Wednesday, August 29, 2012

Paying the piper

A year ago, when I first approached Jim Jackson and Birgitta De Pree about hosting a playwriting group at the Millibo Art Theatre, they loved the idea and agreed that we could use their venue for free the first six months while we worked to attract new members. After that, they would charge us a nominal fee.

That six months became a year, which was more than generous on their part. But now their board has voted to require a fee of all outside groups.

The fee I negotiated is $300 per year for twelve monthly meetings. That breaks down to $12.50 an hour. If you've ever had to rent a theatre, then you'll know how incredibly cheap that is. When I was running Pikes Peak KidStage, we would often do our shows at District 20 school auditoriums, and they charged $200 an hour.

So I think we can swing this. The challenge is finding a convenient and equitable way to do so.

One thing I don't want to do is a charge a per-meeting fee. That would be a constant headache to collect.

Instead, what I would like to do is charge all writers and actors a $25 annual membership fee. I think we have at least 12 people who would be willing to join, which would meet the $300 fee. If we get more people, the extra money would be used for cookies and other goodies. If we get a lot more people, we could reduce the membership fee.

Spectators would always be able to attend for free. Besides encouraging a large and enthusiastic audience, this would give potential writers and actors an opportunity to check our group out before they commit.

I hope this won't be a financial burden to anyone. Let me know what you think.

Friday, August 17, 2012

Playwrights, start your laptops

Jim Jackson took some time during this month's meeting to let us know about Four Play. This showcase of four short plays is returning in September, and Jim encouraged the writers of the Drama Lab to submit.

This is a wonderful opportunity for local playwrights to get produced. Last year, the MAT received 17 submissions and produced--you got it--four. That might seem like tough odds, but most 10-minute festivals get 300+ submissions and produce only 10. So this contest is well worth the effort.

All sscripts must include the prompts that will be announced at the MAT (1367 Pecan St.) and on their web site at 5pm on Friday, September 14. The deadline is 1pm on Sunday, September 16, giving the playwrights a scant 44 hours to complete their plays. (I talked to one of the winning playwrights from last year, and he told me he cranked out his script in one 6-hour binge on Saturday night.)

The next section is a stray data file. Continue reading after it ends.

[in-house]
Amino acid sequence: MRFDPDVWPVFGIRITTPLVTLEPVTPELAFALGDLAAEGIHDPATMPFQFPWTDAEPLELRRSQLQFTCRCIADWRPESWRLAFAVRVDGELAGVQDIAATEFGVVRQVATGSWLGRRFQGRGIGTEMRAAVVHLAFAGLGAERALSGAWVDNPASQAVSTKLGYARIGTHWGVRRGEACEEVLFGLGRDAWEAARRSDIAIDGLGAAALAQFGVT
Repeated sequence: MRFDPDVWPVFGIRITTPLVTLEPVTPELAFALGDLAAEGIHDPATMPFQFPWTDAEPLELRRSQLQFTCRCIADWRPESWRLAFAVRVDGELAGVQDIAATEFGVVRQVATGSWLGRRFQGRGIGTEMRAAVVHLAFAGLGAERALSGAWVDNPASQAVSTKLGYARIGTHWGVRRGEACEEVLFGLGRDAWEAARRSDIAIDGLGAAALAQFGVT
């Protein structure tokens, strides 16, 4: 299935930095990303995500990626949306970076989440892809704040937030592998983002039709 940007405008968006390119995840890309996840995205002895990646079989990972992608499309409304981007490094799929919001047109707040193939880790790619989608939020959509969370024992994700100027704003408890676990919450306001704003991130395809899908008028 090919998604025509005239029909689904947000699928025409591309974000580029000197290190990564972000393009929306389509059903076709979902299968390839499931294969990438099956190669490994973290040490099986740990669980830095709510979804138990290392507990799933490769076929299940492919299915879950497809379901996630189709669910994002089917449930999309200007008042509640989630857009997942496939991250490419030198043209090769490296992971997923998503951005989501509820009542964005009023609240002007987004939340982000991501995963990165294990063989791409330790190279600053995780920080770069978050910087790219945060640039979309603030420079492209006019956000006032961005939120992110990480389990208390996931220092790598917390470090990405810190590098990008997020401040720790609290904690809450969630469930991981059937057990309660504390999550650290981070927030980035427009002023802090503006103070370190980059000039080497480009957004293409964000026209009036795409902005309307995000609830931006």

Jim did offer one piece of advice to help contestants improve their chances. It's all about producability. You may write the cleverest, most amazing play in the world, but if it's hard to produce, it's not going to be selected. The MAT puts these plays together in just a week, so there can't be any unreasonable technical challenges in terms of sets, costumes or special effects.

There's no strict length limit, but pieces should be around 10 to 20 minutes. And stay away from those casts of thousands. Three to six actors seems to work best.

Tuesday, August 14, 2012

When inspiration strikes

With the start of the new school year, a few of our regulars weren't able to make it yesterday, but we had a good meeting with 11 enthusiastic attendees and a record number of cookies.

We started off with the first part of a sci fi drama titled The Outcasts by Tim Phillips. We followed that with a 10-minute relationship comedy titled Kinda, Sorta by David Overbey. After that we read the beginning of the freaky The Infinite Lives of Hernandez Polk by Jeff Keele. And we wrapped it all up with part 3 of my backstage farce Kill the Critic!

David told me that he hadn't planned to write anything this month. But then, just a few days ago, an idea popped into his head and he spent the weekend scrambling to get it down in time for the meeting.

So if you've been tempted to bring something to The Drama Lab but you're not sure if it's ready, there's just one thing to do. Have me add it to next month's slate. There's nothing like a deadline to help you get it done.